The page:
The Physical space – The classroom and the school

While the personal learning space refers more to the individual’s own intangible thought, the physical learning space of the classroom and school plays an essential role in student and teacher learning and development.

Most schools and classrooms in Australia have now moved away from the very traditional set up of individual desks in rows, opting instead for small groups or pods of desk which encourage collaborative learning among students.

However, there are other considerations to make in the design and set up of the classroom learning space. Commonly overlooked is the interaction of ‘line, shape, form, pattern, texture, scale, light and colour’ (Read, 2010, p.76) and how this effects children’s attitudes and moods within a space.

Read (2010) stated that ‘young children are passionate observers of the environment’ (p.76). Why wouldn’t we want to make our physical learning environments as aesthetically pleasing and functional as possible?

Linking back to the previous topic of the personal learning space, children can actually be involved in the design of their classrooms and learning environments, determining how they think they will best be able to learn in the space. Just imagine the learning opportunities in a lesson about designing an individual’s ideal learning space!

Open plan learning spaces have also been found to provide benefit to both teachers and students. Students are given opportunity to work and learn in ways that suit them and teachers are able to teach in a variety of ways as well. Open plan learning spaces allow for differentiation of teaching and learning.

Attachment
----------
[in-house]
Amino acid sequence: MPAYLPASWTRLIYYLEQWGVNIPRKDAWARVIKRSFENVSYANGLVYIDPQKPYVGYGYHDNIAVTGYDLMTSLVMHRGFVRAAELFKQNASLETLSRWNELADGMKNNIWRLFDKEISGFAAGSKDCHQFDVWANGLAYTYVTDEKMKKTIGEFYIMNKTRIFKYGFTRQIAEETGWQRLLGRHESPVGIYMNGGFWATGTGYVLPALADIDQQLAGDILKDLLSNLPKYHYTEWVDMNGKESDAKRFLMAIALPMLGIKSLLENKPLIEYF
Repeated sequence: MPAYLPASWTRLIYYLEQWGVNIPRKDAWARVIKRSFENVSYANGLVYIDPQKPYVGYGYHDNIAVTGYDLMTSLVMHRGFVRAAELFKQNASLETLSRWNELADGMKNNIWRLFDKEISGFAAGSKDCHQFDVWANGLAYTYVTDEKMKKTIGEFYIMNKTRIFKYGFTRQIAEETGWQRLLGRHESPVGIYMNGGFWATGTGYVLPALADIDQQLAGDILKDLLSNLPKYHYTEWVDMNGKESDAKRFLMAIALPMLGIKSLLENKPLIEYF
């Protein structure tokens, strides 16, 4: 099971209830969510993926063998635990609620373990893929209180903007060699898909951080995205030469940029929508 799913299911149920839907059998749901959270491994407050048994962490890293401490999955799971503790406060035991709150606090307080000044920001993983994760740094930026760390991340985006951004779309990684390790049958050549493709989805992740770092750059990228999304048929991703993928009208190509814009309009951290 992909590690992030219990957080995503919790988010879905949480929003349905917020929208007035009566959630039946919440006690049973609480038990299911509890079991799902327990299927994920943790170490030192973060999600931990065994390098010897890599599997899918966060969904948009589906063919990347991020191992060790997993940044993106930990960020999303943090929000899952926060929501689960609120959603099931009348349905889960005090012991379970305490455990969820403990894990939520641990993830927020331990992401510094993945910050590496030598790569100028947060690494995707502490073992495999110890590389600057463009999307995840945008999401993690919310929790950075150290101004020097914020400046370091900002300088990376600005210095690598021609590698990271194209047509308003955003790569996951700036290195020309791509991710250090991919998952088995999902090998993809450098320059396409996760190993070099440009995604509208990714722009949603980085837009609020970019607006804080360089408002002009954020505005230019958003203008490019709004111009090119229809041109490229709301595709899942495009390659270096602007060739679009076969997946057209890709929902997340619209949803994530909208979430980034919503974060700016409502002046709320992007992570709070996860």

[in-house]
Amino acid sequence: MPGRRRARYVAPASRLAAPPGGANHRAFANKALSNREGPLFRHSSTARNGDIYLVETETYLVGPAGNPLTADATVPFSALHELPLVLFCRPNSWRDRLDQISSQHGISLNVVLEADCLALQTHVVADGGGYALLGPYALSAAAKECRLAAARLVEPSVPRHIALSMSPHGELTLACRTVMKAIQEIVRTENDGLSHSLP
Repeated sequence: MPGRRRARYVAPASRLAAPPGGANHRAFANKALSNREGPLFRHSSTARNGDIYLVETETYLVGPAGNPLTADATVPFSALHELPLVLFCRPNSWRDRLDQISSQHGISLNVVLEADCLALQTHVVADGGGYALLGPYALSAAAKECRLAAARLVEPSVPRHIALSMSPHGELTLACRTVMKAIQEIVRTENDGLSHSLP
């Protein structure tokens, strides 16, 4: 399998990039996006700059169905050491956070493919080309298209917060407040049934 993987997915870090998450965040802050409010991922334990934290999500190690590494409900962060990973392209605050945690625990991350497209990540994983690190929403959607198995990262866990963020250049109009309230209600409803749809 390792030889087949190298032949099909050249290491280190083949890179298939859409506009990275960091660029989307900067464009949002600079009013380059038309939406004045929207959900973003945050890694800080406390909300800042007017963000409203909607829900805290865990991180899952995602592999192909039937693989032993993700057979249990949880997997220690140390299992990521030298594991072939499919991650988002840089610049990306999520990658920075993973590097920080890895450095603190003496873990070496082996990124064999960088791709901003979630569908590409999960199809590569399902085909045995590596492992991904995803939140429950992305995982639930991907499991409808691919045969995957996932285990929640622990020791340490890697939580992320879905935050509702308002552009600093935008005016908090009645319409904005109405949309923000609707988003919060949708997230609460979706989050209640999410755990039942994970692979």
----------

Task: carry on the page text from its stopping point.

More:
Below are two images of a design of a possible open plan learning classroom. This classroom features a number of flexible seating arrangements, including cushions, small and large desk configurations, floor and desk seating and individual seating. There is also technology readily available within the classroom, areas for small group and individualised instruction and loud and quiet working areas.

There are however a number of challenges both learners and teachers face working in a open plan learning environment.

In a three year case study conducted in the USA, researchers concluded that open plan learning spaces, coupled with co-teaching, created a number of challenges for teachers. Teachers commonly felt a loss of ‘instructional and decision-making autonomy’ and faced challenges of differing philosophies in working with one or more other teachers on a daily basis.

Moreover, for both students and teachers, noise can be a major concern. Many open plan learning environments combine multiple classes, which means there are often 40+ students and 2+ teachers sharing a space. If you are not used to working in an open plan space it can be quite alarming initially. More noise is definitely to be expected in this kind of learning environment as students collaborate and frequently work together.

Biddick (2014) suggest the use of a ‘voice-o-meter’ or traffic light system such as the ones pictured here, that visually notifies students of the expected noise level for a specific lesson. Teachers are then able to refer back to this throughout the lesson if the noise level becomes concerning.

In accommodation of those students who prefer a quieter learning environment or prefer to work independently, an ideal open plan learning space would also feature areas for quiet working as well as areas where students we able to use headphones whilst working.

References

Read, M. (2010). Contemplating design: listening to children’s preferences about classroom design. Creative Education, 2, 75-80.

Biddick, N. (2014). Working in open plan learning spaces. Teacher Learning Network Newsletter, 21(1), 23-25.

York-Barr, J., Ghere, G., & Sommerness, J. (2007). Collaborative teaching to increase ELL student learning: A three-year urban elementary case study. Journal of Education for Students Placed at Risk, 12(3), 301-335

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